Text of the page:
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  • A food and beverage tax in Monroe County?

    The Monroe County Council is speeding toward a vote to take money out of the hands of citizens and give it to private business. The goal is to expand the convention center, which will supposedly create a number of jobs for downtown businesses.

    But no one has answered the most important question in this discussion. If there is a legitimate business need for an expanded convention center, why has the private sector not built one already? As Charles Trzcinka pointed out in the Herald-Times, “in many cities, the convention business is entirely handled by private development.”

    A look at all of the new apartment buildings in downtown Bloomington clearly shows there is a lot of money available for development when there is a legitimate business interest and an expectation that profit will be made. If government has to fund the expansion of the convention center, then it is probably not needed. So let’s call a spade a spade – this is corporate welfare.

    Furthermore, if we truly need to raise taxes to fund the expansion of the convention center, why not petition the state for an excess levy on our property tax bill? It is simply not fair to place all the burden for expanding the convention center on one industry while giving everyone else a free pass. A rising tide lifts all boats, so if this is a necessary project for government then everyone should be on board in funding it.

    An important observation was made by William Ellis, who is leading the charge against the tax increase. When Interviewed by WFHB radio, Ellis said this:

    The first session they had for this, they had 18 speakers for this tax. All 18 of them work for the visitor’s bureau or the convention center. The people speaking were not the people. They were ones that had a vested interest in this going through, and I saw no public support. And I started asking around and there was really very little public support of those that didn’t have their hand out to benefit from this.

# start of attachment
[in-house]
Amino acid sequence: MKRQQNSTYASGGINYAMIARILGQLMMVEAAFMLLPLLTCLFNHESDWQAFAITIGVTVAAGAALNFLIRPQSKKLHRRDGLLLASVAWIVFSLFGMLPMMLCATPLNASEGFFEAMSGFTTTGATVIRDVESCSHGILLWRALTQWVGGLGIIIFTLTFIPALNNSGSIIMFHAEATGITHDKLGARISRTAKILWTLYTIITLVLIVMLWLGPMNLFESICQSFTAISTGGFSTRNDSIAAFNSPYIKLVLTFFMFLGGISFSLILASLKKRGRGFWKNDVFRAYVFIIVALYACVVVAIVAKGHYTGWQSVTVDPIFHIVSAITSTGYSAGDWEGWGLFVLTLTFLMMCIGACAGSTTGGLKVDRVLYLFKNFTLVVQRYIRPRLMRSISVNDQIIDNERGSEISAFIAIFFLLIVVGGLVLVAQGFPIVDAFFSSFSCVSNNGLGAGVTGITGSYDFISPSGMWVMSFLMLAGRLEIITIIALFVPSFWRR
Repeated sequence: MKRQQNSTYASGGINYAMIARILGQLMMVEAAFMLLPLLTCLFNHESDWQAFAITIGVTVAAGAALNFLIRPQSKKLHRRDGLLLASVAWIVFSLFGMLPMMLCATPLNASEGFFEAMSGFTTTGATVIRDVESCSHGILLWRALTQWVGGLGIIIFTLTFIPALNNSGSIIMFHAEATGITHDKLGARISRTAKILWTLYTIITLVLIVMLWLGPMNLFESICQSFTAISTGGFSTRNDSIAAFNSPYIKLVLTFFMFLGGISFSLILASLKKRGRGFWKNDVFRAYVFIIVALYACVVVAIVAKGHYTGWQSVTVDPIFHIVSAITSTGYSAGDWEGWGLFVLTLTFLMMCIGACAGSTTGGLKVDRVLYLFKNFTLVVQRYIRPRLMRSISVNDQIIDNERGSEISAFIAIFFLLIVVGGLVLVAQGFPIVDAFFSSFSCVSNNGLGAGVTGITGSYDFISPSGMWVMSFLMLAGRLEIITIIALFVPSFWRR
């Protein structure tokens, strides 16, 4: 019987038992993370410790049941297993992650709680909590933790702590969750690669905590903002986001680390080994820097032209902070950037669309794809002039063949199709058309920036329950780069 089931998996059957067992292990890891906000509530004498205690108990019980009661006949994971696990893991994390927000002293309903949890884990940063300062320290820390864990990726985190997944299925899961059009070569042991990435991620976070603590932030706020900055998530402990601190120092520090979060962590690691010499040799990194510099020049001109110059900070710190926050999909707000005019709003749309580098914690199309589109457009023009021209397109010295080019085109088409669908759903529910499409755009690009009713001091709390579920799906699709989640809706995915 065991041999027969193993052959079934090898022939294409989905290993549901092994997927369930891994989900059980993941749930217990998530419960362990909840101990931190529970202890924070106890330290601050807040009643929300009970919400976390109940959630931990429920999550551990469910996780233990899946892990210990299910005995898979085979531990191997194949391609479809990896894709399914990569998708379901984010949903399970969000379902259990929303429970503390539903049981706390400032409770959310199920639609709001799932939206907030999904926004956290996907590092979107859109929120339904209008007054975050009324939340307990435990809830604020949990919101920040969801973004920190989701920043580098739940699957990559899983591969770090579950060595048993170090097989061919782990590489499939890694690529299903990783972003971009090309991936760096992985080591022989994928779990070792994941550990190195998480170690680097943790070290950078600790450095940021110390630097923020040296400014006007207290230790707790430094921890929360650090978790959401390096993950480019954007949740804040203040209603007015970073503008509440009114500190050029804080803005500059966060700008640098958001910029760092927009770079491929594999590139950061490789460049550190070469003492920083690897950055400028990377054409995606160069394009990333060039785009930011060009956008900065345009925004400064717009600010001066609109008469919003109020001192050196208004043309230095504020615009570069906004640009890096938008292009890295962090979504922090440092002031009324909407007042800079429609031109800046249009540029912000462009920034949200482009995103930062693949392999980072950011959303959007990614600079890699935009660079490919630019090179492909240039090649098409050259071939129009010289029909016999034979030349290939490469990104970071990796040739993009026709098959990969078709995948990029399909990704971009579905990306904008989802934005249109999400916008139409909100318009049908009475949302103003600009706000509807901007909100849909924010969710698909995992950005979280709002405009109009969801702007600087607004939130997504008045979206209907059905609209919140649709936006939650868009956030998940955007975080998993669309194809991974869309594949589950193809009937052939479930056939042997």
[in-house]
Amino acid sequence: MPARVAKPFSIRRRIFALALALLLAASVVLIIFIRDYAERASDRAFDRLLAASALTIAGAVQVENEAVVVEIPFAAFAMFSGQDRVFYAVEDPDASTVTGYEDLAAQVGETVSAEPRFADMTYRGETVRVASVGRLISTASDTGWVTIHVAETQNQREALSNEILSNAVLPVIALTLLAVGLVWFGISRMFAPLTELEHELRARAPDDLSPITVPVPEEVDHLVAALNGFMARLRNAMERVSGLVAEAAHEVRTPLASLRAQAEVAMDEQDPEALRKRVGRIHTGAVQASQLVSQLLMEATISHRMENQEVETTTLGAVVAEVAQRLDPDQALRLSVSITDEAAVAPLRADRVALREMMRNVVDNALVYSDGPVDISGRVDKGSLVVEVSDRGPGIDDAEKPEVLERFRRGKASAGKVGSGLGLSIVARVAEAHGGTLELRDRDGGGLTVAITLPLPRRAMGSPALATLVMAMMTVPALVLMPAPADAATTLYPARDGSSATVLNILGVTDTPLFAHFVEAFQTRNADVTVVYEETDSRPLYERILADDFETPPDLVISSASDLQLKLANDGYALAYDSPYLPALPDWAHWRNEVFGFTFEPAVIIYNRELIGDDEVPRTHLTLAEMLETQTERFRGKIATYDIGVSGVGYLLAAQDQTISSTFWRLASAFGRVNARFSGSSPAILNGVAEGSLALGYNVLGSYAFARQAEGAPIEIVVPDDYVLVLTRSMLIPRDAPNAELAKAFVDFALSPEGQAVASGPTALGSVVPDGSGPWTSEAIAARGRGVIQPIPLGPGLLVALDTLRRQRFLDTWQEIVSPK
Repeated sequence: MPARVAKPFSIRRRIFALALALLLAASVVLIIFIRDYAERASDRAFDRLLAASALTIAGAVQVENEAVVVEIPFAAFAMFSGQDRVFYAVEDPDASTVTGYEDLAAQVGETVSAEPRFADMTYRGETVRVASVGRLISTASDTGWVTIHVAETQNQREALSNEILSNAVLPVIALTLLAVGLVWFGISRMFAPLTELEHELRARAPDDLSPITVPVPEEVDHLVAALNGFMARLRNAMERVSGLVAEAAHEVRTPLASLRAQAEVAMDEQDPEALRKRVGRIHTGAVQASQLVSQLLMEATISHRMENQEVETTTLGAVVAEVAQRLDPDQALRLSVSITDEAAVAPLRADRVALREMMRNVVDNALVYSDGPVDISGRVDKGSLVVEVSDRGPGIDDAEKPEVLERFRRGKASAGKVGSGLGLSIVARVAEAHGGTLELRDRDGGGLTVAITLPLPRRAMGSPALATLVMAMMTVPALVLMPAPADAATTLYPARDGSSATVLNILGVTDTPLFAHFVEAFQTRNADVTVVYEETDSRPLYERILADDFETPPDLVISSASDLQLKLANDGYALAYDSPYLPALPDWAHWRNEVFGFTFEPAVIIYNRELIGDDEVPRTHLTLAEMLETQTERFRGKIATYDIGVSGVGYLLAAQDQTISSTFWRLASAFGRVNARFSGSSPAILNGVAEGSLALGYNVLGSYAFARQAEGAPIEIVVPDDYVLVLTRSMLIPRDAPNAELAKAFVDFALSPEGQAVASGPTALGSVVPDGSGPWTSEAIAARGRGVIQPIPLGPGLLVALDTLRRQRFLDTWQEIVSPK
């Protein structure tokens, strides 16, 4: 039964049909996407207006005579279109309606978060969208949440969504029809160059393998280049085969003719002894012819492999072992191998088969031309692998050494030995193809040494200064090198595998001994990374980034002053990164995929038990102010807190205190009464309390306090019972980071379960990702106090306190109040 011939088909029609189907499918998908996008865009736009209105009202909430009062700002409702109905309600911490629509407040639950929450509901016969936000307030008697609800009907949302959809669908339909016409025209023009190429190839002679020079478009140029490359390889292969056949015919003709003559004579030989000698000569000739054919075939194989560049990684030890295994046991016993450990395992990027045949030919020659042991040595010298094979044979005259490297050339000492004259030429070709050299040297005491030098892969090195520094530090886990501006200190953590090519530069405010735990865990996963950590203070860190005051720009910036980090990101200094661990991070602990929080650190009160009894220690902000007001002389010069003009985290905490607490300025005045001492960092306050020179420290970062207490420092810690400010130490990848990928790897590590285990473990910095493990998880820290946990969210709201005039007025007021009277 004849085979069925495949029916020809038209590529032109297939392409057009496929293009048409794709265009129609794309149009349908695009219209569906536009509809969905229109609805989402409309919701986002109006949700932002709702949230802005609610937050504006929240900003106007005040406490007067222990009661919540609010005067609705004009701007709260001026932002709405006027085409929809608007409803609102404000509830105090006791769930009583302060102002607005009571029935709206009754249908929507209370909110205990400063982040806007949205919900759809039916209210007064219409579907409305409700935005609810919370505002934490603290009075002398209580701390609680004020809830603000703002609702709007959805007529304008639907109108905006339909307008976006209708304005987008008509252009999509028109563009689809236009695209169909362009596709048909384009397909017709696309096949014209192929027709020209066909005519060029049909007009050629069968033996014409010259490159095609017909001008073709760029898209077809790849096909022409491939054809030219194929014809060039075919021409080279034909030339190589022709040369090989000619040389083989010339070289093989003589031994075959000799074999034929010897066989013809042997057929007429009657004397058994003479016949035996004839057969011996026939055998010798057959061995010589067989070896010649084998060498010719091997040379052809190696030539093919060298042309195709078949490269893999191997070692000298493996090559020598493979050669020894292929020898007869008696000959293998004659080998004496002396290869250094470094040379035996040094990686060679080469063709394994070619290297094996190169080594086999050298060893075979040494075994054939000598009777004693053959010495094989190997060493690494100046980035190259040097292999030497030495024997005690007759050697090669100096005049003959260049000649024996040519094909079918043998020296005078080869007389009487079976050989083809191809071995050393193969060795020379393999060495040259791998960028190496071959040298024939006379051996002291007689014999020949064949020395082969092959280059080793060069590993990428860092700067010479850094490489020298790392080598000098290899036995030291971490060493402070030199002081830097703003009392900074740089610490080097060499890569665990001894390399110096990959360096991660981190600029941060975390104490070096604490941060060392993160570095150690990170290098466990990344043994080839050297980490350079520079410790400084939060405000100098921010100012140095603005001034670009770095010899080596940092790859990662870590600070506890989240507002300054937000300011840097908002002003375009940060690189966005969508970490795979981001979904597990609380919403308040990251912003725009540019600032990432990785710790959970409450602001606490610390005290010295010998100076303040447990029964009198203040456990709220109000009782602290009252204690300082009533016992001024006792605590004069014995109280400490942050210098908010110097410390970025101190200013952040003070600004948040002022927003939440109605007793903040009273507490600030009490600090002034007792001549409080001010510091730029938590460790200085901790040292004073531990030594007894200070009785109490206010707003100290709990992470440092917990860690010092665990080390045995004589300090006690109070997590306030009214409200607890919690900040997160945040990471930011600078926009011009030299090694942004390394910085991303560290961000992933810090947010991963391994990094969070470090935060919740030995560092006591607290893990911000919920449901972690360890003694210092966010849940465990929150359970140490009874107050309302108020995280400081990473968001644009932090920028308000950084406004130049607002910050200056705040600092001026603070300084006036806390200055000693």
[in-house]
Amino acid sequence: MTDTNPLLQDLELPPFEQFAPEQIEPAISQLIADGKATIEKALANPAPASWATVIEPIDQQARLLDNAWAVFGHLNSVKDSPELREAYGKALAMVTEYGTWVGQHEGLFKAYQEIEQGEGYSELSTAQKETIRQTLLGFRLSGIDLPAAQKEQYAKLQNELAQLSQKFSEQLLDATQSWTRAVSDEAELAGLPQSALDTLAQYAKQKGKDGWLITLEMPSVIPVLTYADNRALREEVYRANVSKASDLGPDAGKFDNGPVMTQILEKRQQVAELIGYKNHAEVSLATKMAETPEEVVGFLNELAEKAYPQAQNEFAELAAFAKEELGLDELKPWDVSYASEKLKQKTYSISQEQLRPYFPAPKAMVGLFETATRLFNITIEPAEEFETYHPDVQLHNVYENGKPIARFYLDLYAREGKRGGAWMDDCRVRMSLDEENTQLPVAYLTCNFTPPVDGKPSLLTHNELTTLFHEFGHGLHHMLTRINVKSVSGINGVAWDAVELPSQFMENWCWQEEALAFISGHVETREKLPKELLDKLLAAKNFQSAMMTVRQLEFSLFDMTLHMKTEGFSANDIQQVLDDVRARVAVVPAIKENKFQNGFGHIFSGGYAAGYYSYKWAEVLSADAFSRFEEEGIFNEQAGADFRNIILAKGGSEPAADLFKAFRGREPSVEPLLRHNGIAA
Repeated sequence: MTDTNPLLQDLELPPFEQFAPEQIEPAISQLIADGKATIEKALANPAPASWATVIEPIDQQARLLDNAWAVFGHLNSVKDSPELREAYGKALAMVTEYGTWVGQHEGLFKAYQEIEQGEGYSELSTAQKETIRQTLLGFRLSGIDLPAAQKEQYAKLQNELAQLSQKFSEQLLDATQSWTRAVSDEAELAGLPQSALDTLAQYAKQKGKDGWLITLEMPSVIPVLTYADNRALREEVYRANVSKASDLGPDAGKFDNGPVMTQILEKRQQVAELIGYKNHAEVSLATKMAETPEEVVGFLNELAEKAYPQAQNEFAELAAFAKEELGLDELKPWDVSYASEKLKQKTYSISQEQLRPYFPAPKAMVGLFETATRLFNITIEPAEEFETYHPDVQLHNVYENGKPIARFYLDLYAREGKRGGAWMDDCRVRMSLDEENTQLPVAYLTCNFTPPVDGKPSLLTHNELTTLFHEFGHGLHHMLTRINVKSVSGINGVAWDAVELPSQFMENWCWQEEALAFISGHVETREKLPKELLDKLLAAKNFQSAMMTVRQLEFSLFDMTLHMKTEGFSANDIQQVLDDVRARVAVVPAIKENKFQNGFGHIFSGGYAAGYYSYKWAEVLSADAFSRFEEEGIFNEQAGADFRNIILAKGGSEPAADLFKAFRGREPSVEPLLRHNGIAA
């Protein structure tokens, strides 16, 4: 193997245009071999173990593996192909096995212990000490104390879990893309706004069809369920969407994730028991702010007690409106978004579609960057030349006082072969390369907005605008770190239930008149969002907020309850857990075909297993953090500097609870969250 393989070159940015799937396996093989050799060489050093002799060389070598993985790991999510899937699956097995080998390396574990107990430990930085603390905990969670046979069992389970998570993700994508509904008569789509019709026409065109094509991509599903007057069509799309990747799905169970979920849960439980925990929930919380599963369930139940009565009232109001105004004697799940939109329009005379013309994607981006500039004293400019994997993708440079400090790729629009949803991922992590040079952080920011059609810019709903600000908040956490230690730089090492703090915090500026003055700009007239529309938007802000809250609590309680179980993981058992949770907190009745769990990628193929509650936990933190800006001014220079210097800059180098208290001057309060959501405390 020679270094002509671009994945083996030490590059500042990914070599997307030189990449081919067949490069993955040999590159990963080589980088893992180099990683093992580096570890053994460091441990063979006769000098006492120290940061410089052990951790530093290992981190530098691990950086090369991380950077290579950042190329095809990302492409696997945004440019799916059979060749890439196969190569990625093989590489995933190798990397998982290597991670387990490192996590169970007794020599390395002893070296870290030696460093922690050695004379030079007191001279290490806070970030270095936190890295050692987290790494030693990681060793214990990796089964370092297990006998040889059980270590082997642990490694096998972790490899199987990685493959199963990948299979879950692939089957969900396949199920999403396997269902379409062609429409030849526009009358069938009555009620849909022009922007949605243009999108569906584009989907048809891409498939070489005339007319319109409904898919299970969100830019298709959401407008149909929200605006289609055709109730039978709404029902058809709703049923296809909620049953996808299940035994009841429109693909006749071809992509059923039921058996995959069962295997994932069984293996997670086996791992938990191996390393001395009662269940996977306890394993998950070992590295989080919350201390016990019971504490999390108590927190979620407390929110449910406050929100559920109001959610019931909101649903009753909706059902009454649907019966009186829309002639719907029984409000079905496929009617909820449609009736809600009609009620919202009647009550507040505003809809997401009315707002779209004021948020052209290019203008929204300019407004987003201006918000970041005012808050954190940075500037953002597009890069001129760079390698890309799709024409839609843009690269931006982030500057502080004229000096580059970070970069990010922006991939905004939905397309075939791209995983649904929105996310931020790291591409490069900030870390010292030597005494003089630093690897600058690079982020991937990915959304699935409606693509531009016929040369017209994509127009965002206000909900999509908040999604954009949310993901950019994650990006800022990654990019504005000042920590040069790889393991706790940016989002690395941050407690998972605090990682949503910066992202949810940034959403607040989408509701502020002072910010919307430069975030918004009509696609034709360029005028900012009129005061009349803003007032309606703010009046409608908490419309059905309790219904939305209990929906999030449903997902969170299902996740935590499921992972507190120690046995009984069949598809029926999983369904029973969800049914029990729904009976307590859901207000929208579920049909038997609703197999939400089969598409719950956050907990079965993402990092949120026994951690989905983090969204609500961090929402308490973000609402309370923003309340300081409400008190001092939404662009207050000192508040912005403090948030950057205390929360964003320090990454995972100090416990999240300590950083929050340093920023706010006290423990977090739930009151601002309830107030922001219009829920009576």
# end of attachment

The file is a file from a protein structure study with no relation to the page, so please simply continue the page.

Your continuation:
Ellis also pointed out that it is not just restaurant customers who will be paying the tax. If you buy prepared food at a supermarket, you will be paying extra toward the convention center. It is simply not accurate to say that this is only a restaurant tax, and people will be surprised when their grocery bill goes up.

    It is unfortunate that this is being discussed in June, when most IU students are out of town on summer break. In addition to being a tax on local residents, this is a tax on pizza and beer. What would students say about having their purchases taxed when there is no long-term (or even short term) economic benefit to them? Most students will leave Bloomington after four years and never move back, so they will not get the jobs this expansion would allegedly create. The vote should be delayed until at least September so students can express their opinion too.

    The food and beverage tax is crony capitalism at its worst. This is corporate welfare for a project that has not shown to be supported by a market need, by virtue of the fact that the market has not built it. The county council is looking to raise taxes on all of their constituents to benefit a few special interests. The fact that this vote is timed to shut out the voices of the student voters who were critical in electing the Democratic majority in the first place makes it even more shady. This should be rejected.

    Scott Tibbs blogs at ConservaTibbs.com. Follow him on Facebook, Twitter and Google Plus.

    This post was tagged under: Local Government, Local Politics, Pork Barrel Spending, Shady Democrat Doings, Special Interests

    One Response to “A food and beverage tax in Monroe County?”

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